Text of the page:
The eSIM chip in your phone can store a dozen or even more eSIM profiles at the same time, and you can switch between them with a few taps on the screen. This sounds great, but if your do not label the eSIM profiles correctly, it can all quickly turn into a big mess.
This is one of the most overlooked subjects when it comes to eSIM, and just a few extra seconds of your time while downloading and configuring your eSIM(s) will save you lots of potential frustration down the road.
eSIM labels automatically assigned by your phone
Your phone will auto suggest a name for the connection when you download and configure your eSIM. You also have an option to go to your phone settings and change the name of your eSIM(s) afterwards at any time.
- iPhone: The iPhone will automatically assign the 'Secondary' label to your eSIM (and Secondary 2, 3,... if there are already other eSIMs labeled 'Secondary' in your phone). You can change this label with one of the suggested options (Work, Travel, Personal, etc...) or just type any name you like
- Android: Different phone manufacturers follow different practices. Some auto-label the eSIM with the operator name (and then with 2,3,4... suffixes if you are adding more eSIMs from the same operator). Some other manufacturers simply call it eSIM1, eSIM2, eSIM3, and so on
You may just leave it at that and not bother yourself with labeling and organizing them, but then you may end up with something like this:
Confusing? It certainly is. Avoid such situations by labeling your eSIM
How to label the eSIMs correctly
Quite simply, you should assign the eSIM a custom name you can easily identify it with. Don't simply stick with pre-defined 'Work', 'Secondary', 'Travel', or 'Personal' labels, customize the label in your own words and make it unique.
If you buy an eSIM data package from the Mobimatter travel eSIM store to use during your trip, a convenient label will include the amount of data and the expiry date. Suppose you are going on a Europe trip and buy yourself a Europe 10 GB/ 30 days data package, which you start using on June 20.
You could simply label it 'Europe10GBJul19' -- which in a single glance will tell you the how much total data you have, and the date of the last day you can use it. You are welcome to come up with more intuitive labels that work better for you - so long as you create unique labels for your eSIMs, the same purpose will be achieved.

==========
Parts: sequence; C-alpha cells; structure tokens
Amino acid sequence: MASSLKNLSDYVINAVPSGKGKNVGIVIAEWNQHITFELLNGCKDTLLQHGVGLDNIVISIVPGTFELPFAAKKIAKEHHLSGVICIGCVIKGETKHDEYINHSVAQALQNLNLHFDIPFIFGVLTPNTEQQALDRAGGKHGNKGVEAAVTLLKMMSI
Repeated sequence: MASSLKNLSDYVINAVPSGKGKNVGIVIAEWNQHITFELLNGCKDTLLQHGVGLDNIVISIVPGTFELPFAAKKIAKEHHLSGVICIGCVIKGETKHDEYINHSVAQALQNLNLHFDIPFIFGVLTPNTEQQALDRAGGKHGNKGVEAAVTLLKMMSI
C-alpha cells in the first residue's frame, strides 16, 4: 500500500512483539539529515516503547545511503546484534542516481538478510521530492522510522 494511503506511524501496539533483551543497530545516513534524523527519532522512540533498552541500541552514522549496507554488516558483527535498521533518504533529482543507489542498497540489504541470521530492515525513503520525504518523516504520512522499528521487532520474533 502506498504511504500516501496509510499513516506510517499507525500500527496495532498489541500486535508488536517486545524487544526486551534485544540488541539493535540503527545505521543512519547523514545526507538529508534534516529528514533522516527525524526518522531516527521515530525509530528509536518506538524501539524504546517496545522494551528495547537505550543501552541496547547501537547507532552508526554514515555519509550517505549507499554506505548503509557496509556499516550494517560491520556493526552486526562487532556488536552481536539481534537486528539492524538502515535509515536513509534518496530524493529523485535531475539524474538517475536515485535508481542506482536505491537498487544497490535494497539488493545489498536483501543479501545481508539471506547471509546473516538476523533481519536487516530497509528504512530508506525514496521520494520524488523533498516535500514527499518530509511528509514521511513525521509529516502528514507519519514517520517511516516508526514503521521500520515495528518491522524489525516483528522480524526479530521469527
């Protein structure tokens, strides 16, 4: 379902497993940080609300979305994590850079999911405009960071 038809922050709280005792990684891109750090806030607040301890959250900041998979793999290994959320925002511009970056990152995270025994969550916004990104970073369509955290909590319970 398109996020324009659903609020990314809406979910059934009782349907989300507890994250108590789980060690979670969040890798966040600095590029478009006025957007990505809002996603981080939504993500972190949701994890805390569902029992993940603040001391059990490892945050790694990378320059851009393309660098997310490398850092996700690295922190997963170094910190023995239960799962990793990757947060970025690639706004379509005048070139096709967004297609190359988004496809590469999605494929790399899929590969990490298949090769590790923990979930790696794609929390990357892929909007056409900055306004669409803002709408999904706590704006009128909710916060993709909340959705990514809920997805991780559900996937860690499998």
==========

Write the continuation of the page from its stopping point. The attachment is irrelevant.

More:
For iPhone users, unique labeling of eSIMs will bring the additional benefit of a separate data usage tracker. For each and every uniquely labeled line, you will be able to see the total amount of data used, as well as per app data usage breakdown, directly from your phone. If you simply use the same label again and again, your phone will accumulate the old and new data together, and this counter will lose its usefulness.
An organized eSIM section
Deleting used up and expired eSIM profiles
Whether you are using an eSIM package to travel, or as a data booster at home, you will eventually either use it all up, or it will expire, or you will return from your holidays and will not have immediate use for it. Perhaps it was a data-only connection, or it came with a phone number that you don't really care about.
It is recommended that you simply delete such eSIM profiles from your phone. You will avoid the clutter, and you will release space in your eSIM chip. Whenever you need an eSIM connection again, simply check the latest deals in the Mobimatter eSIM marketplace and choose the one that best suits your needs. All packages come with free eSIM profiles, which will take less than a minute to download and install.
⚠️ CAUTION: Do not delete eSIM profiles until you are done using them.
Deleting an eSIM is equivalent of destroying it. The same code that you used to download it the first time will most likely no longer work. Depending on the provider of the eSIM profile, getting a replacement eSIM may not be possible, and in the best case, it will be an unnecessary hassle to deal with.